Filed Under: Food Police Trial Lawyers

Class Action Over Calorie Counts

Alright. Everyone who put their money on “June 2008” can step forward to claim their winnings. The outcome has been decided in the betting pool for when (not if) trial lawyers would leverage calorie counts on menus for their next obesity cash-grab. This week, a Seattle law firm filed a class-action lawsuit against a major casual-dining restaurant chain for “misrepresenting nutritional content of menu items.” As of this moment, all bets are off.
Ever since food cops lobbied for the first menu-labeling legislation, we knew it was only a matter of time before it escalated into menu labeling litigation. In 2007, the Center for Science in the Public Interest (CSPI) began laying the groundwork for civil suits targeting restaurant nutrition. The group investigated the accuracy of calorie counts currently posted on menus and found that the actual dishes varied from menu tallies by as much as 350 calories. That’s a 53 percent difference—far outside the 20 percent “safe harbor” variance included (grudgingly) in many menu-label laws.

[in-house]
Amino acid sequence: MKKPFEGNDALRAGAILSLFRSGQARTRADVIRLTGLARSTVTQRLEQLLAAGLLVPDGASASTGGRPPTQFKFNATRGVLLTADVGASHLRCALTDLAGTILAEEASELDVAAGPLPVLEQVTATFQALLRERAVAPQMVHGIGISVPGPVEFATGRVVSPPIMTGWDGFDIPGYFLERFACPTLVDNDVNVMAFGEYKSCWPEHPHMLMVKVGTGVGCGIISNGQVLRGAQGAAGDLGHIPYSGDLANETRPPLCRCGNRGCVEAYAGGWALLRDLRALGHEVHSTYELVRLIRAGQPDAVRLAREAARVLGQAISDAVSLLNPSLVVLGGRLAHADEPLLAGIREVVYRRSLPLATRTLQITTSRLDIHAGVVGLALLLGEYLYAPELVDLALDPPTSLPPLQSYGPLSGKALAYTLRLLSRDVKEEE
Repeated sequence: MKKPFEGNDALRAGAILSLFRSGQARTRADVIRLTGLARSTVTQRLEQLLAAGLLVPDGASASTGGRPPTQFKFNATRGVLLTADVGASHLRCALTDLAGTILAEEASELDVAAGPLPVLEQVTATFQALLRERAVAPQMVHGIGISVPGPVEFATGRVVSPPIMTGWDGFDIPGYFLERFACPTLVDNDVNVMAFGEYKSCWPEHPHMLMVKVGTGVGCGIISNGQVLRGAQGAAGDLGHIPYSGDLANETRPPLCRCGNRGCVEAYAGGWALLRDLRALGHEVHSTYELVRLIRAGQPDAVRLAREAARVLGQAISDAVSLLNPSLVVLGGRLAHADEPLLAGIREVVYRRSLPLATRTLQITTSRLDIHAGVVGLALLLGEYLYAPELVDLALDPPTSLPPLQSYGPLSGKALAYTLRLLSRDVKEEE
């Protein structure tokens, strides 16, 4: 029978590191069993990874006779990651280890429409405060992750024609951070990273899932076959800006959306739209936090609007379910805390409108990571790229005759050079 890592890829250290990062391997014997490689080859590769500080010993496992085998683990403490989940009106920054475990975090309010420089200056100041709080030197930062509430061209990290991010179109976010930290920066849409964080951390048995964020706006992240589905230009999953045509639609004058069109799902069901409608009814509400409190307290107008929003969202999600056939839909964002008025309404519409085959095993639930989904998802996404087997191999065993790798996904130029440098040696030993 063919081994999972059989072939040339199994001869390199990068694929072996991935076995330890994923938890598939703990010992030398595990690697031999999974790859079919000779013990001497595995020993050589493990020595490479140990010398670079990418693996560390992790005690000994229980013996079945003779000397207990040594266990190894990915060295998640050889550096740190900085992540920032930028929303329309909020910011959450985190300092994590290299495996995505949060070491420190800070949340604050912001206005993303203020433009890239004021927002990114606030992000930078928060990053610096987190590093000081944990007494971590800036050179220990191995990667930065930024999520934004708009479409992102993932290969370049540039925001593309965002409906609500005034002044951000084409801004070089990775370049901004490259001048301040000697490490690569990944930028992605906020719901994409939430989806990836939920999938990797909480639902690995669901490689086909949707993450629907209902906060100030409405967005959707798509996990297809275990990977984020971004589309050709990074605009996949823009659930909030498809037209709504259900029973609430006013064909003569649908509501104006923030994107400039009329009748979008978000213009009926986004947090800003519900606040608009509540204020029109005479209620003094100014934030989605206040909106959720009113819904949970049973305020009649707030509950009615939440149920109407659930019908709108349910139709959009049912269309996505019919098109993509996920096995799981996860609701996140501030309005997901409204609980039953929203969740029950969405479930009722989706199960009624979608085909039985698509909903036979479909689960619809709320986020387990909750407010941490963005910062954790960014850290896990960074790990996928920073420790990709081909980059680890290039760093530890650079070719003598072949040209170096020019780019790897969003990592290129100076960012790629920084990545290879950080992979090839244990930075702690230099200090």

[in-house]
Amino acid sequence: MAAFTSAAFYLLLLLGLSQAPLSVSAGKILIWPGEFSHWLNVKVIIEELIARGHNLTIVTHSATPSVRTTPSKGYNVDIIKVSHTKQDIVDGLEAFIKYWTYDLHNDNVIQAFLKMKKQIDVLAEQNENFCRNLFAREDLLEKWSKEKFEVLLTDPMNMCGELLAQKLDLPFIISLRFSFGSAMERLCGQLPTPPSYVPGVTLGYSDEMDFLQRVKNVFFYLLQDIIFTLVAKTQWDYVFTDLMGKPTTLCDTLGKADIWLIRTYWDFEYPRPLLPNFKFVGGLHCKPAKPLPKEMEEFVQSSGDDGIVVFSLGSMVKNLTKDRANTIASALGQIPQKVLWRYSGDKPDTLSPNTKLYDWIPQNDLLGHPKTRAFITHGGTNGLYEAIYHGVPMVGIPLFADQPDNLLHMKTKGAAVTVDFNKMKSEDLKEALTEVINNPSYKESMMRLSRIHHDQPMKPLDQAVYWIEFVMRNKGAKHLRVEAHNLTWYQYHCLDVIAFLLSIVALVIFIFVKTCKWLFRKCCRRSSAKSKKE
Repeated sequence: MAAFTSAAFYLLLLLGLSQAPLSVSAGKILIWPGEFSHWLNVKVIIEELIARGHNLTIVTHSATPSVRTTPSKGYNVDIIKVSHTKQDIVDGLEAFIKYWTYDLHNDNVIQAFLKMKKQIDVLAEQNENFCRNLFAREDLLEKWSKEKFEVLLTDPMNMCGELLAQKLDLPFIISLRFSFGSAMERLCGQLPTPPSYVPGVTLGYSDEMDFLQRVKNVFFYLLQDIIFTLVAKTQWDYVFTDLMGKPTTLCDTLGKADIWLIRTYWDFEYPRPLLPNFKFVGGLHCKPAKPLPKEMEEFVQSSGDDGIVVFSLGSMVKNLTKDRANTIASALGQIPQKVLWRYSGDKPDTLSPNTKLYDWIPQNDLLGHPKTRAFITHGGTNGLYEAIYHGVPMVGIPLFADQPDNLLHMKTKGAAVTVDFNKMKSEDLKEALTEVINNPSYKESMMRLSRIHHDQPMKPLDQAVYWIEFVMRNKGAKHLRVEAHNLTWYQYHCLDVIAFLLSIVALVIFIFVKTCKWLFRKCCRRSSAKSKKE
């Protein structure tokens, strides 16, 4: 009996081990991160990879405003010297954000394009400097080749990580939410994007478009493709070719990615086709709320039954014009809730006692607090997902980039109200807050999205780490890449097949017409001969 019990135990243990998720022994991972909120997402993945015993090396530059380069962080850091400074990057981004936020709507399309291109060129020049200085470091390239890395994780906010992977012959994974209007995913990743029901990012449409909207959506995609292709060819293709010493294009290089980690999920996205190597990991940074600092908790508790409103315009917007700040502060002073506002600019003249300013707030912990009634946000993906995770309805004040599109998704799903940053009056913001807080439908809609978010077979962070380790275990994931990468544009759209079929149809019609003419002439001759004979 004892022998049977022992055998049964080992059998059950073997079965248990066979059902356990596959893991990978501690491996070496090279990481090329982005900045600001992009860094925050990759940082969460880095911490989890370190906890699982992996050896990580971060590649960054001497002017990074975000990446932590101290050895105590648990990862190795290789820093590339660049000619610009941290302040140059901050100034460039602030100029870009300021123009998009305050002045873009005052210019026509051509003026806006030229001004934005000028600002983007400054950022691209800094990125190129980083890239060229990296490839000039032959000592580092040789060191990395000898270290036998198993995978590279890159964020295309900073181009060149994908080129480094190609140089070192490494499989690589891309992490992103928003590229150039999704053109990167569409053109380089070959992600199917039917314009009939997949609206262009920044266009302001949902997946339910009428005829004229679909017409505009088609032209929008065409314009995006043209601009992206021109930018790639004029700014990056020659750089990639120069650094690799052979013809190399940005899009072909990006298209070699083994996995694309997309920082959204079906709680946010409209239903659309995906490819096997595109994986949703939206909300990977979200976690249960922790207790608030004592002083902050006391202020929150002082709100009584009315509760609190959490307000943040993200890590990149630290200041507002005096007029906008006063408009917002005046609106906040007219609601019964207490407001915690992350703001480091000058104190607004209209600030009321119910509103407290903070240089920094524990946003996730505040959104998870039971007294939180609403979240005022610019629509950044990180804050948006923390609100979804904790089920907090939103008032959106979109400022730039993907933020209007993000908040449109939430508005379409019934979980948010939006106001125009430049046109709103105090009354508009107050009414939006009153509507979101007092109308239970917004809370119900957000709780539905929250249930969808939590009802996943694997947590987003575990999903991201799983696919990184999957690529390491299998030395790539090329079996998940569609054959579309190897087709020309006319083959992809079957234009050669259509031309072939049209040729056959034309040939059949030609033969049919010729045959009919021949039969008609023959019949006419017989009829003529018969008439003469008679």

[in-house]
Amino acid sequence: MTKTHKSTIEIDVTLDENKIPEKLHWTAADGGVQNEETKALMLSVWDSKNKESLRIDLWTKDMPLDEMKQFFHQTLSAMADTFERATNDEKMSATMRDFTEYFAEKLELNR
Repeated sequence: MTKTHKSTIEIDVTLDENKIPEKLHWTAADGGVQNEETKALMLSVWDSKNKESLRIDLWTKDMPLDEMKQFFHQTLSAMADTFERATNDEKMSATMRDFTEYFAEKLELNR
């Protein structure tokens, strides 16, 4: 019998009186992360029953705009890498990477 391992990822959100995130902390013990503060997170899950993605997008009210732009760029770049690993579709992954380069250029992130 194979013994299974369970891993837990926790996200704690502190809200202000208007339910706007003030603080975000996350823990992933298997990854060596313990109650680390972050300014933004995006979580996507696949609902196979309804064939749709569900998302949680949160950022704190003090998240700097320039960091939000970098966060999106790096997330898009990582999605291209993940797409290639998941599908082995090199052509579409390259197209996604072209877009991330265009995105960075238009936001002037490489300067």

Yesterday’s lawsuit follows the same vein. According to the bounty-hunting law firm’s press release, its target “engages in unfair and deceptive business practices by misrepresenting the nutritional information on its Weight Watchers menu.” But this divergence is expected, and simple enough to explain.
Restaurants have kitchens, not manufacturing plants. Chefs are people, not programmed machines. And menu items are not pre-packaged foods. The ingredients for one menu option can be altered hundreds of different ways depending on the wishes of the chef, the customer, or anyone in between. So unlike the identical contents of TV dinners, the nutrients in each restaurant order are as distinctive as the customers requesting them. This opens the door for trial lawyers and their lawsuits.
As one of America’s favorite eateries is learning this week, made-to-order may translate to “negligence” in the courtroom. And a few hundred extra calories could easily become millions of dollars in settlements.
Perhaps food cops and trial lawyers need to sample a taste of their own medicine. Here’s a little labeling about these self-righteous groups: 34% Junk Science, 14% Sensationalism, 29% Threats, and 23% Greed. Warning: “Special interest group with litigious agenda. Take recommendations with a grain of salt (not too much of course).”

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